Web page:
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Let me say this up front that this is my mum's recipe. Mum can never make peanut butter without incorporating some traces of ehu seeds (African nutmeg) in it. In fact, ehu or ehuru seed is one of her favourite spices and if you happen to have a taste of this spice, you can equally testify that the aroma oozing out from this distinctive nutmeg is just heavenly. As for mum, peanut butter is incomplete without this spice and this is why I have tagged this recipe hers. Aside from the African nutmeg, adding some chilli pepper and salt to the butter makes it a complete one simply because these three key ingredients integrate deeply into the peanuts to yield a fantastically tasting peanut butter. Well, without further ado, let's shed a wee bit light on what peanut butter is?
What is peanut butter? Peanut butter is a popular peanut spread or paste processed from dry-roasted peanuts. Both roasted cracked or uncracked peanuts can suffice. Whichever category of peanuts in use has to be peeled and sorted properly before being processed into peanut butter. Peanut butter is believed to have originated from Montreal, Canada. It can be made solely with peanuts, however, it is usually best paired with a little bit of salt and any favourite spice.
These additional ingredients usually alter the original taste or texture of the peanut butter. Some people do add emulsifiers, sugar or sweeteners while making peanut butter but I prefer to stick to only salt. The only additional spices I add to mine are "a bit of chilli pepper" and "the African nutmeg". The two main kinds of peanut butter are crunchy and creamy (smooth) types. Either of these types of peanut butter perfectly works for me, however this recipe calls for the smooth creamy type. As the name suggests, the smooth creamy peanut butter is smoothly blended for a lighter consistency or creamy texture. However, the crunchy peanut butter is distinguished by its roughly-ground peanut bits and pieces for a thicker texture or consistency. Peanut butter is a versatile food paste and it is often used as a food condiment for preparing assorted dishes such as peanut butter cookies, crepes, peanut-flavoured granola etc. It can also be spread on biscuits, sandwiches, bread or crackers. But one of my favourite ways of eating peanut butter is with the garden eggs.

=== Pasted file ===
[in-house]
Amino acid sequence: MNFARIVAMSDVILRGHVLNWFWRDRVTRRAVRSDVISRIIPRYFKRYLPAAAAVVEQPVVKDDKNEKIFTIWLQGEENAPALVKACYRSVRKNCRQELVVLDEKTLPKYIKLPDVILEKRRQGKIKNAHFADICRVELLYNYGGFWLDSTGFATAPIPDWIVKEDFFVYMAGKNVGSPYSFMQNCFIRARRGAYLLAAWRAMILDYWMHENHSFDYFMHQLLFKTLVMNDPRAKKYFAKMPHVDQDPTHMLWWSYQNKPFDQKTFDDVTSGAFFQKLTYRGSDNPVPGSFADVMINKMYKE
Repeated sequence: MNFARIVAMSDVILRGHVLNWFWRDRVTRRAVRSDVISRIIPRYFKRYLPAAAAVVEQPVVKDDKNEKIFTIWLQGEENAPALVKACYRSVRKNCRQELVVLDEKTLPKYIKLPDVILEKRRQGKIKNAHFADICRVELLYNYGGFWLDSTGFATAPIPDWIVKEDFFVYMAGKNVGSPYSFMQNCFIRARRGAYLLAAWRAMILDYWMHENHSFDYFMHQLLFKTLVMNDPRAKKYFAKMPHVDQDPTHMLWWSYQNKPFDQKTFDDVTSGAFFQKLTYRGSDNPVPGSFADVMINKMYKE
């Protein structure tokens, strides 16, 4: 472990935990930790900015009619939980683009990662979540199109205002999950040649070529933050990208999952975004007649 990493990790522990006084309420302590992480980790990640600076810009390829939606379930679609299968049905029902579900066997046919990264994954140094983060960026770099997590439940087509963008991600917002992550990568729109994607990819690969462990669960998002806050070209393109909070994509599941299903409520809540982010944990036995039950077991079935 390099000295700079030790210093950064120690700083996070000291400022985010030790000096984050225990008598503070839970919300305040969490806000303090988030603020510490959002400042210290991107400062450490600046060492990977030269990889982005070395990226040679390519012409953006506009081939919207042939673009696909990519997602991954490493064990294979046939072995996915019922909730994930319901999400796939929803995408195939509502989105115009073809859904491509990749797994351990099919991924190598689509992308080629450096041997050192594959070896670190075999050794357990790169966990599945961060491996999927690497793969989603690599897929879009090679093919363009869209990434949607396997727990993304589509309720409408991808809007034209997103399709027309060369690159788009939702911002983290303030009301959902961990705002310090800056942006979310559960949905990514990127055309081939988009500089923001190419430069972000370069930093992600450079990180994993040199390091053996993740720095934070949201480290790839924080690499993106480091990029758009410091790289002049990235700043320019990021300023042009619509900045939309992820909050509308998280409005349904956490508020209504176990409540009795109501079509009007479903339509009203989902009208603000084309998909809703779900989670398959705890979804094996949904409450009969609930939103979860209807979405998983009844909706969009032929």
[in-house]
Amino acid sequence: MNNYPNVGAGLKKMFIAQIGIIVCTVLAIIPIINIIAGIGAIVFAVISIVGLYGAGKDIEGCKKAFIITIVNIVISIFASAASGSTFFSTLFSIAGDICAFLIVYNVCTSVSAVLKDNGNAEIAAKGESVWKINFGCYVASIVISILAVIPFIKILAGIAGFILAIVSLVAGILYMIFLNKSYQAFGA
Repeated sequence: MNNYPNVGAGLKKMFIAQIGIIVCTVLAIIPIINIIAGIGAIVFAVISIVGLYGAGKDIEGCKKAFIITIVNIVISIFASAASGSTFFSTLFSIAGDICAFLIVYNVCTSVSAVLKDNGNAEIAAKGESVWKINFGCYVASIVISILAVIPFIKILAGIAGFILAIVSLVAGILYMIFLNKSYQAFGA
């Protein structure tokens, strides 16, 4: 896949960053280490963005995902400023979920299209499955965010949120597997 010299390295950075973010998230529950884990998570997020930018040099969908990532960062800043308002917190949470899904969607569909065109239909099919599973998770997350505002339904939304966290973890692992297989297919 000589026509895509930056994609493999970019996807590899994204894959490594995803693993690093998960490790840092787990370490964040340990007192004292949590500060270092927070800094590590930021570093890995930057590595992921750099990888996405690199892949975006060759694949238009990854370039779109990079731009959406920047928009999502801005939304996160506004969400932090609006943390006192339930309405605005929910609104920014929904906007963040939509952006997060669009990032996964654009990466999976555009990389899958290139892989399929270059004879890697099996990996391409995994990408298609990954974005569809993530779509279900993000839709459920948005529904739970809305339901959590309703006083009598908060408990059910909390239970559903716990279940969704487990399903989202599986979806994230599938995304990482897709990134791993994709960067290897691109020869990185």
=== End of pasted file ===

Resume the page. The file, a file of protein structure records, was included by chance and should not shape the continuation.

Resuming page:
Can peanut allergy people eat peanut butter?
It is not advisable for individuals with a peanut allergy to eat peanut butter as it can trigger a series of allergic reactions, including life-threatening ones. Some symptoms of peanut allergy include itching, wheezing, digestive problems, throat tightening and shortness of breath etc.
If all roads are clear for you and you are pondering on how to make peanut butter, then you are on the right page. Like I previously mentioned, peanut is the core ingredient you need if you want to simplify things. But if you want it more elaborate, then go ahead and add either salt or spices of your choice. Apart from the ingredients, the next important thing you need to make the recipe top-notch is a high-speed blender (e.g Vitamix) or powerful food processor. Please don't even bother using a regular blender for making a peanut butter as it won't work. I've tried it in the past and failed and I wouldn't want you to go through the hassle I went through. If you don't have a high-speed blender, then consider using a food mill or metal grinder.